Disclaimer: This article has been written at a time when TrueCrypt was still a viable encryption software. This is no longer the case. TrueCrypt has been discontinued and everybody who has been using it should use one of the maintained forks like VeraCrypt instead.
That being said, this article mostly deals with TrueCrypt as a file format, not the application itself. However, the newer forks (and VeraCrypt in particular) use the same file format, so everything in this article is applicable to VeraCrypt as well. So, when this article talks about TrueCrypt and
.tcfiles, you can just mentally replace this with VeraCrypt and
You probably know TrueCrypt, the perhaps most popular tool for encrypting filesystems. As an alternative to full filesystem or even full disk encryption, TrueCrypt can also work with filesystems inside encrypted container files. These are files that look like they’re full of purely random data, but when provided the correct decryption key, they reveal their true contents: A FAT or NTFS filesystem full of your secret data.
In addition to this basic functionality, TrueCrypt also offers a simple form of steganography. For the uninformed, steganography is the term for techniques that conceal the existence of secret data. This means that the secret information is hidden inside another unsuspicious piece of data. TrueCrypt does support this with its »hidden volume« feature. If this is used, a container can be opened with two different keys: The first not-so-secret key opens the »outer volume« with not-so-secret data and a second really secret key opens the hidden volume with the real secrets. There are two problems with this approach, though: First, it’s very simple to destroy the hidden volume since it’s embedded in the outer volume’s data area without proper marking in the outer volume filesystem’s meta-data (otherwise they would give away the presence of the hidden volume). This means that you can overwrite the hidden volume just by putting enough files inside the outer volume. TrueCrypt can protect the hidden volume when mounting the outer volume, but for this to work, you need to provide the hidden volume’s key.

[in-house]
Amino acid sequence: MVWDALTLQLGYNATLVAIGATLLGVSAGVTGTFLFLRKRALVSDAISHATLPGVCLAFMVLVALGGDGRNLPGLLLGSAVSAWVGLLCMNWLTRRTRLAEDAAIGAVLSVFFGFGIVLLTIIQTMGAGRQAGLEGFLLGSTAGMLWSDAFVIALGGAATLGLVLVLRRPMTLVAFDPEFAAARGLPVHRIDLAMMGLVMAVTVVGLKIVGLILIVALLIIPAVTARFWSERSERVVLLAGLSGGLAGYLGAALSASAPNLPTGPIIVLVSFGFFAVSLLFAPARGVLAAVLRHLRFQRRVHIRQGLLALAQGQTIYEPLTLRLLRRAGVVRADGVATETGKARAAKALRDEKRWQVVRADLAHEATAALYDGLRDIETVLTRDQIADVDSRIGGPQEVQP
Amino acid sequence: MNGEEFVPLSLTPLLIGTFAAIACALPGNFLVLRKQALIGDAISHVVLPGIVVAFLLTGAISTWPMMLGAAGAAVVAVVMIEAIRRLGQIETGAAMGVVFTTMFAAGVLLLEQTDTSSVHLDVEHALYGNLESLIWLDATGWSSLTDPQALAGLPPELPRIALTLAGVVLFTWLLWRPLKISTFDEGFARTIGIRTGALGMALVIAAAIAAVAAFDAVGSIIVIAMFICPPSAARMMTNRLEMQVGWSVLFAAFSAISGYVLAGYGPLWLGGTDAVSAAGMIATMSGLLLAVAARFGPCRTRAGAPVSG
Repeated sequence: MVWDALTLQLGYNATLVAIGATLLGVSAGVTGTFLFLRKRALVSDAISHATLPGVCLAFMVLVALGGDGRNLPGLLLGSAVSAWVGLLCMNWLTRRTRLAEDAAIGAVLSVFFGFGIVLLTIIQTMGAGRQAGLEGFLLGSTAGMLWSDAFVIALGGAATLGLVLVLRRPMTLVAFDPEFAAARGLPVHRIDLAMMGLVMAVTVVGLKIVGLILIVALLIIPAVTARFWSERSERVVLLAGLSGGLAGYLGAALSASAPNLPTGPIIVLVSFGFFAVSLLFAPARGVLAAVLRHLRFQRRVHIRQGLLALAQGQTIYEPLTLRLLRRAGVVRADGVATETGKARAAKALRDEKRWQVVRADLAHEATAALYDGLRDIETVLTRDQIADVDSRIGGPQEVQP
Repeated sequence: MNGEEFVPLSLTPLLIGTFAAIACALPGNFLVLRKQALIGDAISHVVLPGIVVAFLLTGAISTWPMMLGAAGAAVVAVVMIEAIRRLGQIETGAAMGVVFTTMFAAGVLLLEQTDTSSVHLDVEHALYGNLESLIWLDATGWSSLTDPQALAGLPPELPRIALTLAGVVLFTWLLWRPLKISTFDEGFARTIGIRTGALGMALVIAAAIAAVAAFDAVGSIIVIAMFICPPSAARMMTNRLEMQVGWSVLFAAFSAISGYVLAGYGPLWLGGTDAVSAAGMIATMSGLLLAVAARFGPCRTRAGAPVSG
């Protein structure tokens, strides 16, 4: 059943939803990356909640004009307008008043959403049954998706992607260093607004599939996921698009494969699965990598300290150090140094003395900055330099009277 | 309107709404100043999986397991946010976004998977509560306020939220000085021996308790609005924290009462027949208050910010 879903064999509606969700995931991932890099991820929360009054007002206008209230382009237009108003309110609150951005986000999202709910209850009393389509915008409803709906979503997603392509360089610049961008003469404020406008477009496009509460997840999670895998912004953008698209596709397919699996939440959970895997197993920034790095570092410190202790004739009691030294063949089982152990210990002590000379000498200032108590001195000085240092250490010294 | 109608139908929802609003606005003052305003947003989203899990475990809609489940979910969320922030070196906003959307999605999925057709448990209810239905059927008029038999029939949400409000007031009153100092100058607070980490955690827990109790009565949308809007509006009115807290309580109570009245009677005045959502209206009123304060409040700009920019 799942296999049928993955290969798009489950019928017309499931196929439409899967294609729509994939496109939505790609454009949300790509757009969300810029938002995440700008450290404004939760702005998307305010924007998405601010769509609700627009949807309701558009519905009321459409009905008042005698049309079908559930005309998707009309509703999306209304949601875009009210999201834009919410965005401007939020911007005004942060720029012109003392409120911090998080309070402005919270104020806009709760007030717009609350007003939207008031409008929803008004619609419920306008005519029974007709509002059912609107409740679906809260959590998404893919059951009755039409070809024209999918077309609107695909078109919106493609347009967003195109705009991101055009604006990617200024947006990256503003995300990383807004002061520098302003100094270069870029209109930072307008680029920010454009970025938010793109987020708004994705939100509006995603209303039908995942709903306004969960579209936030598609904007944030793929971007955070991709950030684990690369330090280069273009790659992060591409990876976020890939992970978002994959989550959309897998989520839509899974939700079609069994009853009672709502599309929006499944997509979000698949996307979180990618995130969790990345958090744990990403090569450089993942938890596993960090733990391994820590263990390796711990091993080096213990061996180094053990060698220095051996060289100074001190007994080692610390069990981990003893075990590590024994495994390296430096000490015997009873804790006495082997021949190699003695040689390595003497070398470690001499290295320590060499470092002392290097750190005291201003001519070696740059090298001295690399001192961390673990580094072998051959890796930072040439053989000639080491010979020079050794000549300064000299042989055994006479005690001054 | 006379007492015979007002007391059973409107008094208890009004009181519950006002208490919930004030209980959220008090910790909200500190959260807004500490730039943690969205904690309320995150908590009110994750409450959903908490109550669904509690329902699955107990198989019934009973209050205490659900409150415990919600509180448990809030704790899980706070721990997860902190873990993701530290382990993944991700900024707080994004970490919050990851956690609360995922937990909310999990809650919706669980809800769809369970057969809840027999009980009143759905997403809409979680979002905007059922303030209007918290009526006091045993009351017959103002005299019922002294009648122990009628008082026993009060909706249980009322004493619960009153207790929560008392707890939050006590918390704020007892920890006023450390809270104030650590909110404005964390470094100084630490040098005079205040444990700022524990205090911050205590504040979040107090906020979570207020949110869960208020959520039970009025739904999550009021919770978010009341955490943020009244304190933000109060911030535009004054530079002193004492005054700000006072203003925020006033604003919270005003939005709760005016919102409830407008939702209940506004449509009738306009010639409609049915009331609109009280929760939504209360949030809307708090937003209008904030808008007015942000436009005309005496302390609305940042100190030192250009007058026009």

The second issue with TrueCrypt’s approach to steganography is that TrueCrypt container files are just large files with random data and as such, they’re easily detectable. You can disguise them by giving them unsuspicious filenames –
hiberfil.sys in a drive’s root directory are good candidates on Windows systems, for example. But then again, even these filenames are highly suspicious when found on removable media. So let’s use the next best thing: video files. These also tend to be very large and offer a good disguise for hidden data, but unfortunately, they are very easy to detect: Just try to play such a pseudo-video file and whatever player you use, it will tell you that something’s wrong.
So what we really want to call it proper steganography is a usable file that can be opened with standard software so it doesn’t raise any suspicion, but when opened in TrueCrypt with the right key, it should reveal the real payload – a filesystem full of secrets. Video files are the natural choice as for this kind of hack: Multi-gigabyte videos are completely common nowadays and encoders are so good that even large differences in bitrate don’t necessarily mean large differences in quality. In other words: A well-encoded fifteen-minute HD video clip of 1 gigabyte can look just as good as a not-quite-as-well encoded 4 gigabyte version. So let’s put the 3 gigs we can save to good use and store secret data there.
Unfortunately, this can’t be done using TrueCrypt directly. However, with a little bit of file format tweaking, it turns out to be possible anyway. In this blog post, I will describe a method of hiding TrueCrypt containers inside QuickTime / MP4 video files.
Read more …
There’s a wide variety of devices out there which are capable of video playback – computers, music players, mobile phones, game consoles, you name it. However, all of them support a different set of formats and there’s no combination to catch them all. So if you want to generate a video, you will always have to pick a format based on a selection of devices that are important to you. To make this a little bit easier, I prepared a little tool for you:
A few weeks ago, my father bought a shiny new Canon EOS 550D DSLR camera, not only for capturing photos, but for videos too. Why not – after all, the video functions are finally taken seriously by the camera manufacturers and video on a APS-C-sized sensor is a very cool thing – in theory. I had the chance to analyze a few 720p/50 sample videos made with the camera, and I have to say that I’m quite disappointed.
Read more …